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Glen Rock council talks 'Taps'

Written by Teresa Boeckel/The York Daily Record | Jul 20, 2017 5:25 AM
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Lt. Commander Joshua Corney, center, and other Glen Rock residents say the pledge of allegiance to open a borough council meeting Wednesday, July 19, 2017. Chris Dunn, York Daily Record

(Glen Rock) -- The playing of "Taps" could be moved to Glen Rock Park as part of a compromise being discussed between the borough council and U.S. Navy Lt. Cmdr. Joshua Corney, who has been playing the military song over a loudspeaker system.

Council president Doug Young announced the proposal at the beginning of the meeting Wednesday night. Nearly 100 residents filled the Glen Rock EMS building, and the crowd clapped as both sides of the issue were presented. Several police officers stood in the back of the room during the meeting.

Young explained that it would move the source of the sound away from the complainants. The park, which is on top of a hill, is owned by the borough, and the equipment would be maintained by the municipality. It would be in concert with Corney, and talks have begun about a partnership with the American Legion.

Motorcyclists rally in Glen Rock for local 'Taps' player | 4:00Motorcyclists supporting the daily playing of "Taps" by a Glen Rock man roared onto the Freedom Armory grounds, just before the nearby borough council discussed the issue. GORDON RAGO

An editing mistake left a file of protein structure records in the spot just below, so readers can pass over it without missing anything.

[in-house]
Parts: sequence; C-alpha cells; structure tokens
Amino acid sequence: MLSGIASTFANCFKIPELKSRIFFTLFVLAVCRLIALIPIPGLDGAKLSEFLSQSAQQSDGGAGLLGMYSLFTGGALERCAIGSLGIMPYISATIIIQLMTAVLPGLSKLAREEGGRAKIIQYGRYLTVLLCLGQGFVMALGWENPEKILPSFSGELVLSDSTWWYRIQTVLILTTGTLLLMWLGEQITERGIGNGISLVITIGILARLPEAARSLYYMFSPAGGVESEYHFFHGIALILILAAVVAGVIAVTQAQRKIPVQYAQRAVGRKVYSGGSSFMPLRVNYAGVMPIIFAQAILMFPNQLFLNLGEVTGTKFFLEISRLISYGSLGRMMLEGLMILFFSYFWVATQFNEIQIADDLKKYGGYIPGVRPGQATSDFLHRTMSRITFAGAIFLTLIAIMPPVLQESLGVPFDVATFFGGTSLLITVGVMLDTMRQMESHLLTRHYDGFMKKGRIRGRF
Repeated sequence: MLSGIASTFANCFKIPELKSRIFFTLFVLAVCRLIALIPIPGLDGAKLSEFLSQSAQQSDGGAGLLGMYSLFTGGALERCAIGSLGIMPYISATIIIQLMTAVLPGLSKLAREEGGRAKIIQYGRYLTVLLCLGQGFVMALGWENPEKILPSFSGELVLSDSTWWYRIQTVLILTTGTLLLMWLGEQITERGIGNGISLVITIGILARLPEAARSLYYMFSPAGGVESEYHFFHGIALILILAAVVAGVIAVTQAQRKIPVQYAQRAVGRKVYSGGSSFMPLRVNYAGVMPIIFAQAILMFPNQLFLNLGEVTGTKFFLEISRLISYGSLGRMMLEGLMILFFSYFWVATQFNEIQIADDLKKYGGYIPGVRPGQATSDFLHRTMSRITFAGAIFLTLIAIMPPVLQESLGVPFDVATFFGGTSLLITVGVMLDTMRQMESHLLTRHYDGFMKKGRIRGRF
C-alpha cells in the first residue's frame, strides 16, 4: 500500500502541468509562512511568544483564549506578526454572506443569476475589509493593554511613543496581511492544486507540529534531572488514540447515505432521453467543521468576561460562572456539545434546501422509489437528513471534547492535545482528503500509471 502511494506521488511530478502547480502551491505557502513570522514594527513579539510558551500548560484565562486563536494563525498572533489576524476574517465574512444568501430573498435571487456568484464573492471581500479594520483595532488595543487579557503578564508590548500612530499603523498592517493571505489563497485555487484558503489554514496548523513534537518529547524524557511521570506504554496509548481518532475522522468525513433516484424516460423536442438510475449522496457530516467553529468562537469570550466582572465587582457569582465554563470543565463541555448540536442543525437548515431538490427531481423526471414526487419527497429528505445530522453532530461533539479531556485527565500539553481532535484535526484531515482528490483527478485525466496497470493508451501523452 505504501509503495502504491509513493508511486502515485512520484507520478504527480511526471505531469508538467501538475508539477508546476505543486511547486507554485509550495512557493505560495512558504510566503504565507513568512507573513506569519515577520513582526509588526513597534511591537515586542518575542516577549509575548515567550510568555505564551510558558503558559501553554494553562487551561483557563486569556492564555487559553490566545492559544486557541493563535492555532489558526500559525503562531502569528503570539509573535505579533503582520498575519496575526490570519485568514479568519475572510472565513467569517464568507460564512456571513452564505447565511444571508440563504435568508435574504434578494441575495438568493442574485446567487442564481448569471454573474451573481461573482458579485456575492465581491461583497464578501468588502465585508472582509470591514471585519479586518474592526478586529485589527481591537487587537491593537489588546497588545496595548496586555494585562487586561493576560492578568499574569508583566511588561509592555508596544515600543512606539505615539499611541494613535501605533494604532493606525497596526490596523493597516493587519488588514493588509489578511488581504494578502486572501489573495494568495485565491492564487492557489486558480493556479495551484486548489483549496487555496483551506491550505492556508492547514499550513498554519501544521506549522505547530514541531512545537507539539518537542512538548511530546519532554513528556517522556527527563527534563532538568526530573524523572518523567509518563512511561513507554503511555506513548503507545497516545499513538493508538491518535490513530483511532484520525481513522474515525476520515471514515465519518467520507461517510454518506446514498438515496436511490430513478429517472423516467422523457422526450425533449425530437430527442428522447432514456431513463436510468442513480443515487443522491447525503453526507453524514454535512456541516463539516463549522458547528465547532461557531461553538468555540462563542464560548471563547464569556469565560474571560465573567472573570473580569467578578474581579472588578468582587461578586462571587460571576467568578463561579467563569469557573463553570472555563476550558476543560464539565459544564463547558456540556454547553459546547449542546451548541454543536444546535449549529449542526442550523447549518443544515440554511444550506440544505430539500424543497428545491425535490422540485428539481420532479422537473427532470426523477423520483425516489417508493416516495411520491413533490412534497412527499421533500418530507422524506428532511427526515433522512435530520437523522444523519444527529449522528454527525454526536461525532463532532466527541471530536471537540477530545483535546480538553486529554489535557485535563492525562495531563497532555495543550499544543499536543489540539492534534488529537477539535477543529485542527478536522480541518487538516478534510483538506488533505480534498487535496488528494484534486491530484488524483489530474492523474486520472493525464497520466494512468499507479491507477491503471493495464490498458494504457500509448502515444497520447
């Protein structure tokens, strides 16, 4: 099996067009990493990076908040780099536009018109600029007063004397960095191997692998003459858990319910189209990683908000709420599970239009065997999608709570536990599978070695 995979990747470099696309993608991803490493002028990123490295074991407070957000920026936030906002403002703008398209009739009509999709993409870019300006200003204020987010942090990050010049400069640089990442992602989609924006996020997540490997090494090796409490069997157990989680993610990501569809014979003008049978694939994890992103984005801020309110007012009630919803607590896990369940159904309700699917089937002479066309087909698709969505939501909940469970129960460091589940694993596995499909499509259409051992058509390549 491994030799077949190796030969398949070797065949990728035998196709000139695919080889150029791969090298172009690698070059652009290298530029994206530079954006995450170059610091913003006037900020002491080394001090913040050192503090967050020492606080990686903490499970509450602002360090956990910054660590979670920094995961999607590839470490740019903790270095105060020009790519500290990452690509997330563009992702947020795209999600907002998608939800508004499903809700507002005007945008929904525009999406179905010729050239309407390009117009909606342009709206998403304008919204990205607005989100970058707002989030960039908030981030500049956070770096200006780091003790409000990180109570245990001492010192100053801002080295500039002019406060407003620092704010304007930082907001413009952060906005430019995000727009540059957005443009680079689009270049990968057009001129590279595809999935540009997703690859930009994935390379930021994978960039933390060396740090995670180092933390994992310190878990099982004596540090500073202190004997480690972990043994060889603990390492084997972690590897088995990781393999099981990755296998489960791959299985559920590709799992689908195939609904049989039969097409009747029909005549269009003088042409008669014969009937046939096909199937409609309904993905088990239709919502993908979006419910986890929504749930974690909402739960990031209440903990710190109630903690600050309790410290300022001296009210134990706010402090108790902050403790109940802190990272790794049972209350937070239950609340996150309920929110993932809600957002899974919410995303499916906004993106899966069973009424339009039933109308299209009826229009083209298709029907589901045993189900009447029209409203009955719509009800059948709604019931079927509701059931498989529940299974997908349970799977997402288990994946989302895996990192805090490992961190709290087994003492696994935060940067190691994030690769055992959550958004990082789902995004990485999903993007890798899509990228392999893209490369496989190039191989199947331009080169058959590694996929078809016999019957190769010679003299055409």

"It's a public place for people to gather, listen and pay their respects as so many people want to do," Young said.

Young said the parties hope to have a solution that is suitable for everyone soon. Witold "Vic" Walczak, legal director of the ACLU of Pennsylvania, who is representing Corney, said outside of the meeting that a resolution could take a month or two.

The ACLU of Pennsylvania has threatened a lawsuit if the borough does not lift its limitation on playing an amplified recording of the song to Sundays and flag holidays. The council voted unanimously Wednesday night to suspend enforcement while the negotiations are ongoing.

Some residents thanked Corney for playing an amplified recording of the military song.

"Mr. Corney's playing of 'Taps' is not a nusiance, and it is not noise," Glenn Engler said. "It is a profound display of respect which we all ought to share." 

He received a standing ovation.

Others, however, said it's not about the song. It's about how loud it is being played.

"It was always -- and still is  -- the volume," Becky Thomason said.

Some residents said they like the proposed solution being pursued. l it

"This was not Fort Glen Rock," she said.

Corney thanked the council for working toward a resolution during the meeting. 

Many men and women have sacrificed so much for this country, he told the crowd.

"I'm not doing this for my ego. I'm not doing this for myself," he said. "The reason why I do it is because I want to take some time out each day to say thank you to those that sacrificed so much."

He also said no matter what resolution he and the council come to, there is no cause to intimidate or make threats on either side.

The crowd clapped.

Vacant council seat

U.S. Navy Lt. Cmdr. Joshua Corney resigned from borough council last month.

The council has 30 days to appoint someone to fill the seat, said Nikki Suchanic, director of elections and voter registration for York County.

His two-year seat was on the ballot in the primary, but no one ran for it, Suchanic said. 

If the seat remains vacant after the November election, the council will have to appoint someone to fill it.

 
This story is part of a partnership between WITF and the York Daily Record.

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